- Kessler TM, Burkhard FC, Perimenis P, et al. Attempted nerve sparing surgery and age have a significant effect on urinary continence and erectile function after radical cystoprostatectomy and ileal orthotopic bladder substitution. The Journal of urology2004; 172(4 Pt 1): 1323-7.
- Gschwend JE, Heck MM, Lehmann J, et al. Extended Versus Limited Lymph Node Dissection in Bladder Cancer Patients Undergoing Radical Cystectomy: Survival Results from a Prospective, Randomized Trial. European Urology2019; 75(4): 604-11.
- Parekh DJ, Reis IM, Castle EP, et al. Robot-assisted radical cystectomy versus open radical cystectomy in patients with bladder cancer (RAZOR): an open-label, randomised, phase 3, non-inferiority trial. Lancet (London, England)2018; 391(10139): 2525-36.
- Wallace DM, Raghavan D, Kelly KA, et al. Neo-adjuvant (pre-emptive) cisplatin therapy in invasive transitional cell carcinoma of the bladder. British journal of urology1991; 67(6): 608-15.
- Neoadjuvant chemotherapy in invasive bladder cancer: a systematic review and meta-analysis. Lancet (London, England)2003; 361(9373): 1927-34.
- Grossman HB, Natale RB, Tangen CM, et al. Neoadjuvant Chemotherapy plus Cystectomy Compared with Cystectomy Alone for Locally Advanced Bladder Cancer. New England Journal of Medicine2003; 349(9): 859-66.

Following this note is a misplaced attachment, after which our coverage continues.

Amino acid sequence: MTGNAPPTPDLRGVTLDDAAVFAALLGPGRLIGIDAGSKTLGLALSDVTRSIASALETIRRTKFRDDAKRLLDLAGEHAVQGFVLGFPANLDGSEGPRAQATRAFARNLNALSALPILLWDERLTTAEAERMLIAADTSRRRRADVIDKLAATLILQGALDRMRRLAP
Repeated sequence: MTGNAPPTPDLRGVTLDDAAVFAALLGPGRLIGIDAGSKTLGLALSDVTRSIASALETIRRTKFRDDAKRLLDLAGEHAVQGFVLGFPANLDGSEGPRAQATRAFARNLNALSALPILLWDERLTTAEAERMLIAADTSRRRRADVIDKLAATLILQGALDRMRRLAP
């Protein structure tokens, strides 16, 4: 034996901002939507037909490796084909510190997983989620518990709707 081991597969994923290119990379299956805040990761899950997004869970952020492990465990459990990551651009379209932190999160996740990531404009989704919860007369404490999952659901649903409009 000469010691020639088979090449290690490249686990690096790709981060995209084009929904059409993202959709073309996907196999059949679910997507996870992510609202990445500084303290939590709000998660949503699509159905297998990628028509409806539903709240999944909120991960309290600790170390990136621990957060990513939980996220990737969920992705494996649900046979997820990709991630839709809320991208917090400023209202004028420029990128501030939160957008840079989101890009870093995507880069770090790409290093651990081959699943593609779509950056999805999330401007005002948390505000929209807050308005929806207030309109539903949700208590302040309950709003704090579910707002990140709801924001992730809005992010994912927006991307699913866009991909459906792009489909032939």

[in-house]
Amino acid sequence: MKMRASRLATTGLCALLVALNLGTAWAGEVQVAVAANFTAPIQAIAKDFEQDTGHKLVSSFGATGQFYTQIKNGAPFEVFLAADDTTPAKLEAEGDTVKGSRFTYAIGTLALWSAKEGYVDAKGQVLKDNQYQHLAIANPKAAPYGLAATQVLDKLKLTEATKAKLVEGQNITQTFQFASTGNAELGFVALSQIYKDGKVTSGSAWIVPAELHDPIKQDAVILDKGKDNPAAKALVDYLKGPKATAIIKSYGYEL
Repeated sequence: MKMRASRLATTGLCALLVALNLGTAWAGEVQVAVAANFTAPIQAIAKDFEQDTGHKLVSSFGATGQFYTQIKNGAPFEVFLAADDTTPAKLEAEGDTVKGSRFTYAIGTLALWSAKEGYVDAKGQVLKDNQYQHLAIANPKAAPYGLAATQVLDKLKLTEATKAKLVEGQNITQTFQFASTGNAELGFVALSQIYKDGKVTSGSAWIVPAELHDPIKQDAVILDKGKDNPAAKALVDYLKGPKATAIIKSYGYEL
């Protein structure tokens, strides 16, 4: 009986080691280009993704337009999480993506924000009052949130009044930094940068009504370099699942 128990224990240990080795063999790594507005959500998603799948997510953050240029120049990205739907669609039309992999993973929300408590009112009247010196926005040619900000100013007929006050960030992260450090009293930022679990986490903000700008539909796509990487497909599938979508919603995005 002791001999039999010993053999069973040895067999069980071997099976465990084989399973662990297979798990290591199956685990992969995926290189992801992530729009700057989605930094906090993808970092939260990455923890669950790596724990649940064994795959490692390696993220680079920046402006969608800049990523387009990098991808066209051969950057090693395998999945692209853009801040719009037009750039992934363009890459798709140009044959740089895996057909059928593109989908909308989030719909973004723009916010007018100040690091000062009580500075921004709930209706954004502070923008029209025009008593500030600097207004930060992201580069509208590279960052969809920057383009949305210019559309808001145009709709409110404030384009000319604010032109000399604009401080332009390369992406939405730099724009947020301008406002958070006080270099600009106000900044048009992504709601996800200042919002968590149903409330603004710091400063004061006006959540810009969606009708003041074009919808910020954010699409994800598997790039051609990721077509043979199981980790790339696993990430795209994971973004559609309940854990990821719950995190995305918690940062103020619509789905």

- Rosenblatt R, Sherif A, Rintala E, et al. Pathologic downstaging is a surrogate marker for efficacy and increased survival following neoadjuvant chemotherapy and radical cystectomy for muscle-invasive urothelial bladder cancer. Eur Urol2012; 61(6): 1229-38.
- Van Allen EM, Mouw KW, Kim P, et al. Somatic ERCC2 mutations correlate with cisplatin sensitivity in muscle-invasive urothelial carcinoma. Cancer discovery2014; 4(10): 1140-53.
- Plimack ER, Dunbrack RL, Brennan TA, et al. Defects in DNA Repair Genes Predict Response to Neoadjuvant Cisplatin-based Chemotherapy in Muscle-invasive Bladder Cancer. Eur Urol2015; 68(6): 959-67.
- Seiler R, Ashab HAD, Erho N, et al. Impact of Molecular Subtypes in Muscle-invasive Bladder Cancer on Predicting Response and Survival after Neoadjuvant Chemotherapy. Eur Urol2017; 72(4): 544-54.